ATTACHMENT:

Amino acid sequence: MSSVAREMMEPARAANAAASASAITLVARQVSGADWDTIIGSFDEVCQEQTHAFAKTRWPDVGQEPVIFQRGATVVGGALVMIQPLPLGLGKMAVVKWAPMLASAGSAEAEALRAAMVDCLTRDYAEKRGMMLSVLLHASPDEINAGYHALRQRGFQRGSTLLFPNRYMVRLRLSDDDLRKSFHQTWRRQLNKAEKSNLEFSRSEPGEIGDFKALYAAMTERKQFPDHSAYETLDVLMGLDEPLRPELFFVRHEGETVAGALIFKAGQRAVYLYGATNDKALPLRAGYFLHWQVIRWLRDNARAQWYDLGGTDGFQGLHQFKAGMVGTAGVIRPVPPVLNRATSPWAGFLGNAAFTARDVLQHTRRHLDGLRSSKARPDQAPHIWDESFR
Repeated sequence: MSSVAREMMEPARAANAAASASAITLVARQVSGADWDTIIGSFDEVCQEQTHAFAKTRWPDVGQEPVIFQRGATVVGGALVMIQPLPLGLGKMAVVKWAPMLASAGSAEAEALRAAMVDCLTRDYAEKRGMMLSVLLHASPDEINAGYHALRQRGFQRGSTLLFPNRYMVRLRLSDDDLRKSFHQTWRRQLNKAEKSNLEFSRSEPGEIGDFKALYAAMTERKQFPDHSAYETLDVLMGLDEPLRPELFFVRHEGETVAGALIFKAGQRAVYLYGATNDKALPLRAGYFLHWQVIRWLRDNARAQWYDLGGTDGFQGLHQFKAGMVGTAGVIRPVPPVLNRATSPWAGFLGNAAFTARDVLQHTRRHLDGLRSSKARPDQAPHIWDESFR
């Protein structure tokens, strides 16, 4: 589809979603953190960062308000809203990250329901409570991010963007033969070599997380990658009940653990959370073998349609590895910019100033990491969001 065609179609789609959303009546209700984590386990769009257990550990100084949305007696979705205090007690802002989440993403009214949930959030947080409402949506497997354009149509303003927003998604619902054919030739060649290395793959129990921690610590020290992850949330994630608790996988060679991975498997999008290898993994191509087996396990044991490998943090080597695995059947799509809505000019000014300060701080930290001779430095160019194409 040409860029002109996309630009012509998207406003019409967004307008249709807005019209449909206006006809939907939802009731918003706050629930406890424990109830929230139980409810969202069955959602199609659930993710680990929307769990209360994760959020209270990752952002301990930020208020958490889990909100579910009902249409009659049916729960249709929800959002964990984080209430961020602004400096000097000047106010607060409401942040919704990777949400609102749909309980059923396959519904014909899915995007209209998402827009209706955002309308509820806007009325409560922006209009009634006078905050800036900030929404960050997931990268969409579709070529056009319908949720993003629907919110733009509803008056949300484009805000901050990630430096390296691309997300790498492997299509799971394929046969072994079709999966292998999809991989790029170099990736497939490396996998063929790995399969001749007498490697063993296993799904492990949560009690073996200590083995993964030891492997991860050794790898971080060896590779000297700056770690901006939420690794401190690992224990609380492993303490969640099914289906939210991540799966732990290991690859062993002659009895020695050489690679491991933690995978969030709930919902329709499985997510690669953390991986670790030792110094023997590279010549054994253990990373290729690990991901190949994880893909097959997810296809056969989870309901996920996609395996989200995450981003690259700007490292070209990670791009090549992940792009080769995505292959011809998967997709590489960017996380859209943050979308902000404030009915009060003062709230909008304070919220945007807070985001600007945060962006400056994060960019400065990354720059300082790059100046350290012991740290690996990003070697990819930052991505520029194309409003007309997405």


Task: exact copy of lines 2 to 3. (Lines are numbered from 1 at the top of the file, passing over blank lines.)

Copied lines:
Repeated sequence: MSSVAREMMEPARAANAAASASAITLVARQVSGADWDTIIGSFDEVCQEQTHAFAKTRWPDVGQEPVIFQRGATVVGGALVMIQPLPLGLGKMAVVKWAPMLASAGSAEAEALRAAMVDCLTRDYAEKRGMMLSVLLHASPDEINAGYHALRQRGFQRGSTLLFPNRYMVRLRLSDDDLRKSFHQTWRRQLNKAEKSNLEFSRSEPGEIGDFKALYAAMTERKQFPDHSAYETLDVLMGLDEPLRPELFFVRHEGETVAGALIFKAGQRAVYLYGATNDKALPLRAGYFLHWQVIRWLRDNARAQWYDLGGTDGFQGLHQFKAGMVGTAGVIRPVPPVLNRATSPWAGFLGNAAFTARDVLQHTRRHLDGLRSSKARPDQAPHIWDESFR
């Protein structure tokens, strides 16, 4: 589809979603953190960062308000809203990250329901409570991010963007033969070599997380990658009940653990959370073998349609590895910019100033990491969001 065609179609789609959303009546209700984590386990769009257990550990100084949305007696979705205090007690802002989440993403009214949930959030947080409402949506497997354009149509303003927003998604619902054919030739060649290395793959129990921690610590020290992850949330994630608790996988060679991975498997999008290898993994191509087996396990044991490998943090080597695995059947799509809505000019000014300060701080930290001779430095160019194409 040409860029002109996309630009012509998207406003019409967004307008249709807005019209449909206006006809939907939802009731918003706050629930406890424990109830929230139980409810969202069955959602199609659930993710680990929307769990209360994760959020209270990752952002301990930020208020958490889990909100579910009902249409009659049916729960249709929800959002964990984080209430961020602004400096000097000047106010607060409401942040919704990777949400609102749909309980059923396959519904014909899915995007209209998402827009209706955002309308509820806007009325409560922006209009009634006078905050800036900030929404960050997931990268969409579709070529056009319908949720993003629907919110733009509803008056949300484009805000901050990630430096390296691309997300790498492997299509799971394929046969072994079709999966292998999809991989790029170099990736497939490396996998063929790995399969001749007498490697063993296993799904492990949560009690073996200590083995993964030891492997991860050794790898971080060896590779000297700056770690901006939420690794401190690992224990609380492993303490969640099914289906939210991540799966732990290991690859062993002659009895020695050489690679491991933690995978969030709930919902329709499985997510690669953390991986670790030792110094023997590279010549054994253990990373290729690990991901190949994880893909097959997810296809056969989870309901996920996609395996989200995450981003690259700007490292070209990670791009090549992940792009080769995505292959011809998967997709590489960017996380859209943050979308902000404030009915009060003062709230909008304070919220945007807070985001600007945060962006400056994060960019400065990354720059300082790059100046350290012991740290690996990003070697990819930052991505520029194309409003007309997405």